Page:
• James Booton

Venue evacuation doesn't dampen the radiant Indie-Hop energy of Dylan Catlidge's Manchester show!

Ever since the release of Dylan Cartlidge's debut album 'Hope Above Adversity' (check out our review) back in July I have been desperate to see it live. It is a record that is truly reflective of his personality, bubbling with an infectious vibrant energy. So I headed down to one my favourite Manchester venues, YES basement, to see how it translated in the live setting. However, the night did not unfold as I, or in fact anyone, could have expected.


An emergency evacuation due to a gas leak at YES forced everyone onto the surrounding streets. The busy hum of the venue was replaced with the sound of sirens as two fire engines arrived rapidly to deal with the situation. Fans and artists alike milled around wondering what was going on and whether the show even would take place. Eventually it had to be called off...but just as his album title states, he and his band overcame adversity once again and arranged a last minute secret gig at the unassuming side street venue AATMA.


One quick trip across town and a couple of soundchecks later and Dylan was ready to go. He left the night's troubles behind and delivered an album showcase that brought a bright ray of sunshine into the dimly lit upstairs venue. 'Yellow Brick Road' opened the proceedings and provided the perfect introduction to anyone who was new to his music. His groovy basslines and slick vocal flows interjected by the crisp keyboard stabs built up a fun, carefree sound that emitted an audible joy around the room. As he switched from bass to keys from track to track his talent was there for all to see as he poured his funky persona into everything he played.



Yet, one thing that was interesting to me was that the tracks that stood out live weren't necessarily those that stand out the most on the record. 'Brown Bread' in particular made full use of his live line up with the two backing vocalists (one of which being Dylan's fiance) adding a really soulful flavour and helped give the most fleshed out performance of the night. The fullness of the performances was a minor concern I had before the show as it isn't often you see a lineup of just bass, keys, drums and vocals with no guitar or electro element over the top. Although at times it did feel relatively stripped back this only let the more subtle elements take the limelight, in particular Dylan's bass playing. Seeing him groove around the stage intertwining his vocal deliveries with his thick basslines injected a real personality into the set.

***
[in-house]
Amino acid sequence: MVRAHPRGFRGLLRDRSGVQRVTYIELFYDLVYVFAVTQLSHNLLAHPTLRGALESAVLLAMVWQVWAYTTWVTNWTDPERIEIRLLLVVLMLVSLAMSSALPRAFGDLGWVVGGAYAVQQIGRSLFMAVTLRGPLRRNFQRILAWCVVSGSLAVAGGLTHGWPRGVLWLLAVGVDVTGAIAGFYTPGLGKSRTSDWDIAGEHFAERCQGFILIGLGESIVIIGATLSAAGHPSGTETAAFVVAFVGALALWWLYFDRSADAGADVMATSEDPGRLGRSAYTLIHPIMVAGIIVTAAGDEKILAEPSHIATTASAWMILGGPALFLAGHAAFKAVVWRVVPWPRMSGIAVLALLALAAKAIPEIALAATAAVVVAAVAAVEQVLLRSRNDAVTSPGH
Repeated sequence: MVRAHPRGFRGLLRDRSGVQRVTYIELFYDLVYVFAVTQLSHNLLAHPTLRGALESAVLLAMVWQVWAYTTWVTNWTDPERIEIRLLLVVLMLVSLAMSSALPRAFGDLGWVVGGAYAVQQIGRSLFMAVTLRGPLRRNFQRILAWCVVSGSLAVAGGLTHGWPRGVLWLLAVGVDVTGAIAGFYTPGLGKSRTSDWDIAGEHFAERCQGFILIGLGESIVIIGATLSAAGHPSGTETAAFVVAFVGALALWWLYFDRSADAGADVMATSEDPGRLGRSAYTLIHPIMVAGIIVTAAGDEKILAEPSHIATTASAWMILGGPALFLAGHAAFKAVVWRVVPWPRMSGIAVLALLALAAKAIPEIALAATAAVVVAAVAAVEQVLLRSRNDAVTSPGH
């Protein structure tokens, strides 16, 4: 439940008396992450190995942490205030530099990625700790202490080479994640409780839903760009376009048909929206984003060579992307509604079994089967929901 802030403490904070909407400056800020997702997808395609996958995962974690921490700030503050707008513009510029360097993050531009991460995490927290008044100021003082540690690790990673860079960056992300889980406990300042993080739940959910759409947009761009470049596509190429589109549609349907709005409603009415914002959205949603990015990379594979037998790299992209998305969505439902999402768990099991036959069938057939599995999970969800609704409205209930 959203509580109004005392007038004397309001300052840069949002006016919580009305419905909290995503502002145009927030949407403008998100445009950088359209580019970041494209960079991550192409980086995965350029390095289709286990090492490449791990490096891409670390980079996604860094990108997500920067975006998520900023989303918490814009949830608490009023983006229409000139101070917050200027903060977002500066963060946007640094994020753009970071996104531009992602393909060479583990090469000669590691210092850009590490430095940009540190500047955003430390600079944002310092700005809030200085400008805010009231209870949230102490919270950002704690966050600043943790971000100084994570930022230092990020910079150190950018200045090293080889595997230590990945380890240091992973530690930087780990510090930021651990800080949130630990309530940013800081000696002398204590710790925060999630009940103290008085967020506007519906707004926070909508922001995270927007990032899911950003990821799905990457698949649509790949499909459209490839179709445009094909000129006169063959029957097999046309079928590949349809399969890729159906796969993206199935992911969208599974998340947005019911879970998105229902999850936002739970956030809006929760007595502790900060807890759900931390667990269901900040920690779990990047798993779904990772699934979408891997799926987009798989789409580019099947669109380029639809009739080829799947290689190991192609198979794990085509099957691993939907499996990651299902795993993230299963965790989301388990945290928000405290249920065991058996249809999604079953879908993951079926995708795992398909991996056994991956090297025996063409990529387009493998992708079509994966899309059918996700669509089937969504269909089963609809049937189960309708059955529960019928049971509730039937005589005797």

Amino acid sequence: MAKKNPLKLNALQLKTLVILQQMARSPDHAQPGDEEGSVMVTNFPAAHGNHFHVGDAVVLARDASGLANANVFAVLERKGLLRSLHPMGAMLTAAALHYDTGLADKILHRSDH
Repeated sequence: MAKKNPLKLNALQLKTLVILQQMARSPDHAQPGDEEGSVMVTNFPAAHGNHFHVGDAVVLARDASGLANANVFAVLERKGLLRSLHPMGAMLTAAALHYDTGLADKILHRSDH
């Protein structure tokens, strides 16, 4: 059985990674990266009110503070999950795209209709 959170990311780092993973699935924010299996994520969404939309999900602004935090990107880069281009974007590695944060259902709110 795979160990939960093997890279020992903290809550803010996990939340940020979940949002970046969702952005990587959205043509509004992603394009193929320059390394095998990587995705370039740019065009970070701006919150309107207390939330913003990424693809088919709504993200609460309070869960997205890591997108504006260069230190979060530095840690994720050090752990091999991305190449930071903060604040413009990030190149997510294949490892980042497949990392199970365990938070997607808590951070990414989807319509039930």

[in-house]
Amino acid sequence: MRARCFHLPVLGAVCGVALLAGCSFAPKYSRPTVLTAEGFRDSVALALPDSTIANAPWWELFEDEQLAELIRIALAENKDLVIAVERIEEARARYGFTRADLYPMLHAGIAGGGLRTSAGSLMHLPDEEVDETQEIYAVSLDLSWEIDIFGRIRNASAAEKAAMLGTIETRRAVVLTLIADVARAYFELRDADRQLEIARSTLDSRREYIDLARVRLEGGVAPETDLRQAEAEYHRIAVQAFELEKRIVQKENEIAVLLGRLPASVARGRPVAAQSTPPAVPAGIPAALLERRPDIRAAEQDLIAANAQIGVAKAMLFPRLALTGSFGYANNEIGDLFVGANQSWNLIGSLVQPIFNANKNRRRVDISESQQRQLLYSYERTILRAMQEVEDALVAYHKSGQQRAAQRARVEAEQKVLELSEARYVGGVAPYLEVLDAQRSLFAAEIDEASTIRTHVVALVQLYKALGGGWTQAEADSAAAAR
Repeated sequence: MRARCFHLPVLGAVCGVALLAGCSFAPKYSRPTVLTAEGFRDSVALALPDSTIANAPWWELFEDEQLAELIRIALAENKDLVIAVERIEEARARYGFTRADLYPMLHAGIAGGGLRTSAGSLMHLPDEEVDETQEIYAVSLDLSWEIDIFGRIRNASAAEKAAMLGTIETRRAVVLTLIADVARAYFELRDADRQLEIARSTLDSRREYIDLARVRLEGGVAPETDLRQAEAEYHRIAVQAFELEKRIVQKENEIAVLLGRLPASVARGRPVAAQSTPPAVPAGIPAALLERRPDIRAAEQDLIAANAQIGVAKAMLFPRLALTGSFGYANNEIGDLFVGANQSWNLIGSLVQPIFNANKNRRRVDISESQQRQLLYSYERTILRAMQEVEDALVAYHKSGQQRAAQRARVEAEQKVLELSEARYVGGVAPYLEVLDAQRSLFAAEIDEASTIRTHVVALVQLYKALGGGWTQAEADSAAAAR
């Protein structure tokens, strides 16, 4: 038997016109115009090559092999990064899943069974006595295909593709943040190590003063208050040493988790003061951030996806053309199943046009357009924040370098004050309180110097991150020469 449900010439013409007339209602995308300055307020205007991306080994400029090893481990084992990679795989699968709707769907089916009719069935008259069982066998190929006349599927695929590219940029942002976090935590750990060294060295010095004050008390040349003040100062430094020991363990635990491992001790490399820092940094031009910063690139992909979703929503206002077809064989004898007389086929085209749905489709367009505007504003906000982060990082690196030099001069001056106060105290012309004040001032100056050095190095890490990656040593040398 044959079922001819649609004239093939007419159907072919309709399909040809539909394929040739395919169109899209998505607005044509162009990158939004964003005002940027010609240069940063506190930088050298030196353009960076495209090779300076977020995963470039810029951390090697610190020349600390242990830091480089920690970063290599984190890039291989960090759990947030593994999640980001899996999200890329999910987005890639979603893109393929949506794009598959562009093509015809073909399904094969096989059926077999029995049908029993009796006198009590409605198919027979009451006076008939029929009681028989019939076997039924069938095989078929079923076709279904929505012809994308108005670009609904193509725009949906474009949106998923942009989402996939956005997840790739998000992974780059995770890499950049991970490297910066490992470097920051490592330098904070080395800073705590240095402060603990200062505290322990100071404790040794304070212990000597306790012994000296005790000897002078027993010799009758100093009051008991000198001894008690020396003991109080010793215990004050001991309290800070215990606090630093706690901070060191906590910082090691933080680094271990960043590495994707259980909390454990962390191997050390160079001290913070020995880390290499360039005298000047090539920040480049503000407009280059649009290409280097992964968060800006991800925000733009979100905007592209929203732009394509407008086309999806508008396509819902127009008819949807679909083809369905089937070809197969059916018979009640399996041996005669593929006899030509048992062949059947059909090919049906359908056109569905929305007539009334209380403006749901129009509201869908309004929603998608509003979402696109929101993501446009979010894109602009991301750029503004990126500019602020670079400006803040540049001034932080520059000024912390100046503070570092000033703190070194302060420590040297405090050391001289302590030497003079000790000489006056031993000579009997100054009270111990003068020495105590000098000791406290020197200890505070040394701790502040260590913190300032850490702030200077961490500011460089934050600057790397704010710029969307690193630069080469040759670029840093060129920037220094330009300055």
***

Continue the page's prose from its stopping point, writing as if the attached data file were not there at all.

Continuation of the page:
The best was saved till last a the uplifting banger 'Anything Could Happen' provided my highlight of the night. Again, the backing vocals offered a bright, feel-good backdrop while Dylan swayed around the stage singing the message of positivity across the room with a beaming smile on his face. He was then beckoned back on the stage for a truly unplanned encore and delivered the mazy high-energy number 'Cheerleader' that closed the show with a vocal flurry that got people on shoulders and rounded off a bizarre night in style.



Although the night didn't go how anyone would have wanted, it was a perfect advert for local live music as it united the community in a magical way that is hard to come by. It forced fans into the beautiful Lass O' Gowrie pub neighbouring YES that many may never have entered and then onto a backstreet venue that I don't think any would have stumbled across if it wasn't for the strange circumstances. The time spent waiting around allowed chance for fans and artists to mingle and shattered any power dynamic whilst the inevitably reduced crowd caused by the late start time only bred more intimacy. Quite fittingly it was a night of hope above adversity as what could have become a wasted miserable night in Manchester became a spontaneous and exciting night of music shared with a tightly knit audience that appreciated the infectious, smile-spreading hip-hop indulgence of Dylan Cartlidge more than ever!